In Let My People Go Surfing: The Education of a Reluctant Businessman, readers get a fascinating look inside the history and philosophy of both Patagonia and its irascible, opinionated founder. From its beginning, the book shares a sense of Chouinard's strong-willed personality and his love of the outdoors. He recounts a mostly happy childhood spent in a still-unspoiled southern California, climbing, diving, fishing, and surfing. The narrative soon moves into Chouinard's early entrepreneurial efforts, which were less focused on market-share domination than on earning a basic living to finance his own sporting habits. As his company's first catalog noted, delivery could be slow in the summer months, when Chouinard typically left the "office"--a dilapidated shack converted into an ironworks--for climbing adventures across the American West.
Eventually, though, the story settles into a pattern familiar to business audiences: Patagonia grows rapidly, takes on more employees and product lines to sustain hungry demand from customers, but overreaches with over-ambitious expansion plans and suffers a hiccup in its adolescence. This make-or-break juncture of a business's development often contains the most interesting material, and here Chouinard and his beloved company are no exception. He describes a series of wrenching decisions through which he and Patagonia management team navigated in 1991, as sales growth stalled while capital and operational expenses sprinted ahead. From this crisis emerged Patagonia's first-ever layoffs, affecting a hefty 20% of the workforce, and a serious re-examination of the business's core principles and methods.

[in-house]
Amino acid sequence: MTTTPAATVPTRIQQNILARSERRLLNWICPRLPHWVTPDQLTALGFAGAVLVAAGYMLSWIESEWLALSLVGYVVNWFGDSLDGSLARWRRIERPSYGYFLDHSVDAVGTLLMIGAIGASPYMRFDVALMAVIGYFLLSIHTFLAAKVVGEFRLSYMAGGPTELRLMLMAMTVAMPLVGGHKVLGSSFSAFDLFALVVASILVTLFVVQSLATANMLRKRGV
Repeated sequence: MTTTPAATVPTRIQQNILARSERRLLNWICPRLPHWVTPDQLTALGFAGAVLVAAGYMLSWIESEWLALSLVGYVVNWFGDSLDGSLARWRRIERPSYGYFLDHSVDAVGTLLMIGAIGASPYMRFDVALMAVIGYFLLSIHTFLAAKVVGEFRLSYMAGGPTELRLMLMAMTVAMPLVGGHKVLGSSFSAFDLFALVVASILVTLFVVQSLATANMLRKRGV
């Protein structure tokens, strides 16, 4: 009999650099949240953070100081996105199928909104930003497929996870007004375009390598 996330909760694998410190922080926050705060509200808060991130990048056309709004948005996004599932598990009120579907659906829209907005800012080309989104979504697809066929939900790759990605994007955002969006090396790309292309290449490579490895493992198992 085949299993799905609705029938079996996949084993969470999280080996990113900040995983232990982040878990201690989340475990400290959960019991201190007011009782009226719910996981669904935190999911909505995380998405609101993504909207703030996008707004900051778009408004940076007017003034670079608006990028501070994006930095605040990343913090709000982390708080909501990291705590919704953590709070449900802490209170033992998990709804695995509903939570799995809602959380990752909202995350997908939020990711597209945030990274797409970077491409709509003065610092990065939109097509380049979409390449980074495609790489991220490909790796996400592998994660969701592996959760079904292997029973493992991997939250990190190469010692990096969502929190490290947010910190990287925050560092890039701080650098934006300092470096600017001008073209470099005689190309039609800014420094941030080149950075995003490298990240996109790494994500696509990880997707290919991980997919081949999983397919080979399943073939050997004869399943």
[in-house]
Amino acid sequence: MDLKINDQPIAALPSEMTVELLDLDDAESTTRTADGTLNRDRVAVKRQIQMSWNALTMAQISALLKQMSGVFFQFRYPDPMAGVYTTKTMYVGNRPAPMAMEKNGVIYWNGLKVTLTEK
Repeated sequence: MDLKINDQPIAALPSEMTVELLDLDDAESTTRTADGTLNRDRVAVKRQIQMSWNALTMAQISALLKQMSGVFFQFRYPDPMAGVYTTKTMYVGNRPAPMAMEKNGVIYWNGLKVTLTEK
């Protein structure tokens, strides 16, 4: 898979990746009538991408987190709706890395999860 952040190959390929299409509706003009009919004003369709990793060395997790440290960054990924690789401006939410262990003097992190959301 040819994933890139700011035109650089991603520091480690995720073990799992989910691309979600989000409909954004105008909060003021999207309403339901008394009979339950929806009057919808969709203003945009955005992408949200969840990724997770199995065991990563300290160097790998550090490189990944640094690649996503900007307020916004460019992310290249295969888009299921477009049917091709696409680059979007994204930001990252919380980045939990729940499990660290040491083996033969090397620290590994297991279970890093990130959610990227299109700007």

The historical part of Chouinard's book largely ends at this point, and gives way to an exposition of philosophies which emerged at Patagonia during its dark moments in the early 1990s. The rest of the book serves as a kind of primer to business, the Patagonia way: one chapter each on product design philosophy, production philosophy, distribution philosophy, image philosophy, financial philosophy, human resource philosophy, and so on. Fans of Patagonia can revel in the company's working details, as can those who support or want to build businesses with self-consciously cultivated soulfulness. Readers who enjoyed Gary Erickson's story about Clif Bar, for example, should definitely find this a welcome addition to their bookshelves. --Peter Han --This text refers to an out of print or unavailable edition of this title.
Great book for anyone looking to build a special company that will thrive and outlive them. Yvon's talks on YouTube are great to reinforce a lot of the lessons.Published 3 days ago by Erin Spence
Very insightful read on leading a good business and doing right by the customers, employees, and environment that makes the business possible.Published 10 days ago by acteacher
An amazing insight into an amazing journey of sustainable business development!Published 12 days ago by Michael Dlask
Great read to help you visualize how you want to build company culture.Published 21 days ago by M. Healy
Good common sense management advice that any business could benefit from reading in addition to an interesting storyPublished 1 month ago by Anders
While a bit preachy at times and written in a very choppy style. The book starts on one topic then abruptly changes to another. Read morePublished 1 month ago by Amazon Customer
I would have liked to read more about the business and how the products are manufactured. Beginning of 2nd part feels s bit too much as company advertisement, but towards the end... Read morePublished 1 month ago by Lucia Vaidean
A great read! Fascinating to see how one can blend business and leisure into a successful career.Published 1 month ago by John A. Ravert
From a senior statesman of the sustainable business practice world, a perspective and history on how it came to pass. Read morePublished 1 month ago by John Glanville